We live in a time of great subsidies, especially when it comes to ecommerce. Amazon, almost from day one, decided to list products and sell them at either zero or negative gross margin. Years and years of this practice gave it a massive advantage, and slowly forced other retailers to respond as they slashed prices and profits in exchange for theoretically higher revenues.

But the journey didn’t stop at retail prices. It carried over into free shipping, where Amazon once again led the charge with Prime, taking an additional line item that was often sold at break even or even at a profit, and relegating it to another cost center. Amazon fundamentally reshaped the P&L for many brands and retailers—not to mention investors’ expectations for growing, but not always profitable, companies. As with retail prices, other retailers eventually had to follow suit, offering free and fast shipping.

These consumer-focused moves, which the internet rewards by definition, provide exponentially more options to shoppers. This increases competition among retailers, which naturally leads them to reduce prices, driving the flywheel even further. The chain reaction is good for consumers up to a point since they are keeping more money in their pockets while acquiring the same or even better goods. Only if prices were driven so low that the majority companies went out of business would shoppers be in trouble—they’d be beholden to the few that survived, which would inevitably raise prices as they saw fit after consolidating power.  

But for retailers, price pressure often forces them to decrease margins to gain market share. In the past few years, prices for consumer goods sold online rose more slowly than the Consumer Price Index expected—a deflation spurred by the price competition and comparison shopping associated with ecommerce itself. Retailers are stuck, lowering prices to compete, which subsequently harms their own businesses and longer-term abilities to compete.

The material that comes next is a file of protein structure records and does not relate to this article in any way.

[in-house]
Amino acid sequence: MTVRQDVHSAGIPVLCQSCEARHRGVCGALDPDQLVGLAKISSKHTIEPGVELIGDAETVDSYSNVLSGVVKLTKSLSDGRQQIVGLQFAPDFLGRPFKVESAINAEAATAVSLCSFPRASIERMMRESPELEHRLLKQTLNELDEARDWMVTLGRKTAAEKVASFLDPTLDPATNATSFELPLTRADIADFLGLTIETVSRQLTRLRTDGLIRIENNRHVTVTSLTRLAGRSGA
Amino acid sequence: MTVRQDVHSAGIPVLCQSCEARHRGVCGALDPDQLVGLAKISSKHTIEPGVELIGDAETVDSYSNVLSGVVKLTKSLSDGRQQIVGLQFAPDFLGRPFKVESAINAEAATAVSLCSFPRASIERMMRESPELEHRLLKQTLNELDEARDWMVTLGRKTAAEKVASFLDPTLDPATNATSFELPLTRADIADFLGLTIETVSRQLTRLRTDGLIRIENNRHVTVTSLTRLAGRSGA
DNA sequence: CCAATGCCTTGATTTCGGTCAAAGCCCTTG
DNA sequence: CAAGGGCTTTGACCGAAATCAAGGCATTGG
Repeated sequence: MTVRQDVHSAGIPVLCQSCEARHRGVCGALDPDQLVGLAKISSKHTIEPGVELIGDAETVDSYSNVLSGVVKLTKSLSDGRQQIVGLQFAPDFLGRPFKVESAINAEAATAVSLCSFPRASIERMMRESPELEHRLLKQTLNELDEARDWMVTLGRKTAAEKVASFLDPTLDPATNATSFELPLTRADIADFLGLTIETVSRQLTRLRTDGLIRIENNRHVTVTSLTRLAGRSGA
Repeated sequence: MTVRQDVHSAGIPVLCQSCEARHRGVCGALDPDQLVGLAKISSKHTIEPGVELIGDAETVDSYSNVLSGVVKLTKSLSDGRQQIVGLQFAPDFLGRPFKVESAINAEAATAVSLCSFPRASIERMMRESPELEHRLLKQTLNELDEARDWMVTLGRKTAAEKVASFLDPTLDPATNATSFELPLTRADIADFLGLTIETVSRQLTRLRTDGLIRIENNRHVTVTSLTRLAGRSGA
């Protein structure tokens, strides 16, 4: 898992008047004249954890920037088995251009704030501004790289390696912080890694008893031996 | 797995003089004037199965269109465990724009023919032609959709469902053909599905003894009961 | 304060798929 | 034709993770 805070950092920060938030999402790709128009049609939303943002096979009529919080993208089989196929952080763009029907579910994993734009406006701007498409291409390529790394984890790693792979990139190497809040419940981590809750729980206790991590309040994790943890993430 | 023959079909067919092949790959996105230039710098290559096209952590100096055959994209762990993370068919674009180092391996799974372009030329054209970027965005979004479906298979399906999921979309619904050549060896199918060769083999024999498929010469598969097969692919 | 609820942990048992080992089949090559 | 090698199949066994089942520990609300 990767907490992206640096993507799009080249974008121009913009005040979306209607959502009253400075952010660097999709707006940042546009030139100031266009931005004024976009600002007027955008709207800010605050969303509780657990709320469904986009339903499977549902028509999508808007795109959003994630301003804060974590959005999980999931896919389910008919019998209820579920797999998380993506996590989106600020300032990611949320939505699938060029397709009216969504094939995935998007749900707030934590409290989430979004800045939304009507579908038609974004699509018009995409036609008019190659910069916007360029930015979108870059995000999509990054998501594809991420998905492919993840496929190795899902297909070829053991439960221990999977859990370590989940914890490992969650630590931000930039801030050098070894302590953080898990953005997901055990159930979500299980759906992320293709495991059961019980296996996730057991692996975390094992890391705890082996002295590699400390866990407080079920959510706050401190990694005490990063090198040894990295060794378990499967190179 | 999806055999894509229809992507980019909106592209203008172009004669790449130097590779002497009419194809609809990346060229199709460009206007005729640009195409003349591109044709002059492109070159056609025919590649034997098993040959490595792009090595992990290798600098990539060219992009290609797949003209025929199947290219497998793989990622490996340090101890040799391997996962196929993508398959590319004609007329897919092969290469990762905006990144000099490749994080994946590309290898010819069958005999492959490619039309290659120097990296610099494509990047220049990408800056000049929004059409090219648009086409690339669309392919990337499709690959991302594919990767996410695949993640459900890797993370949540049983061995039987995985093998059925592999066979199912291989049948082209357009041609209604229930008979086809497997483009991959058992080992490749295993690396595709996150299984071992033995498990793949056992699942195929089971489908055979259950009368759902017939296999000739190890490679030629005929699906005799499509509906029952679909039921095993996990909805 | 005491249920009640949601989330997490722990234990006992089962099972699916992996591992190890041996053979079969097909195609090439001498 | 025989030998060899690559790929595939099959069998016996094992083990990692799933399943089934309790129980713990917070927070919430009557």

What happens if this trend continues? Will margins be forced so close to zero that competition among brands and companies is rendered extraneous? This risk is strongest in commodity markets, particularly within the ecosystems of Amazon, Walmart and Alibaba, where companies are racing to the bottom in a way that is entirely logical in the name of revenue, but irrational in the name of longevity.

In non-commodity markets, where brands and their products can command a premium that is not as correlated to production costs or competitors, this race to the bottom is less of a threat, but it still exists. While more commodity players have walked off a cliff, plunging their businesses into chaos, premium business are slowly slipping down the hill.

Let’s look at the suitcase market for comparison. Amazon sells its AmazonBasics private-label suitcase for $99.99, and most of the commodity-driven offerings from other brands on the platform are between $60 to $150. Away and its competitors start around $225 and go up from there, while Tumi hovers between $500 to $800 and Rimowa comes in between $600 and $1,300. Other luxury brands such as Goyard and Louis Vuitton sell the same product for thousands of dollars more.

Despite the wide range, the strongest price pressure is at the bottom, trailing off as prices reach the top end. But the low-end prices that continue to decrease make it harder for most consumers (excluding the ultra-wealthy) to even consider paying for the middle- and higher-end products, pushing price points further downstream and making customers more price sensitive. Away experiences pressure from the endless private-label versions that offer a similar product at one-half to one-third of the price. Meanwhile, Tumi and Rimowa experience downward pressure because of the Aways of the world, as well as private labels. And, even at the top, Louis Vuitton, Goyard and Gucci are pressured because of everything that comes before them.

With this in mind, brands of all sizes and origins are putting more money in to marketing, retail and value-added services in order to differentiate and still grow. Since the investment is often front-loaded for these activities, they hurt margins and profits in the short term. The real question, then, is whether these investments will pay off and the profits and margins will recover in the long term. Or maybe we’re in a new normal where costs continue rising as competition continues increasing—and margins race toward zero.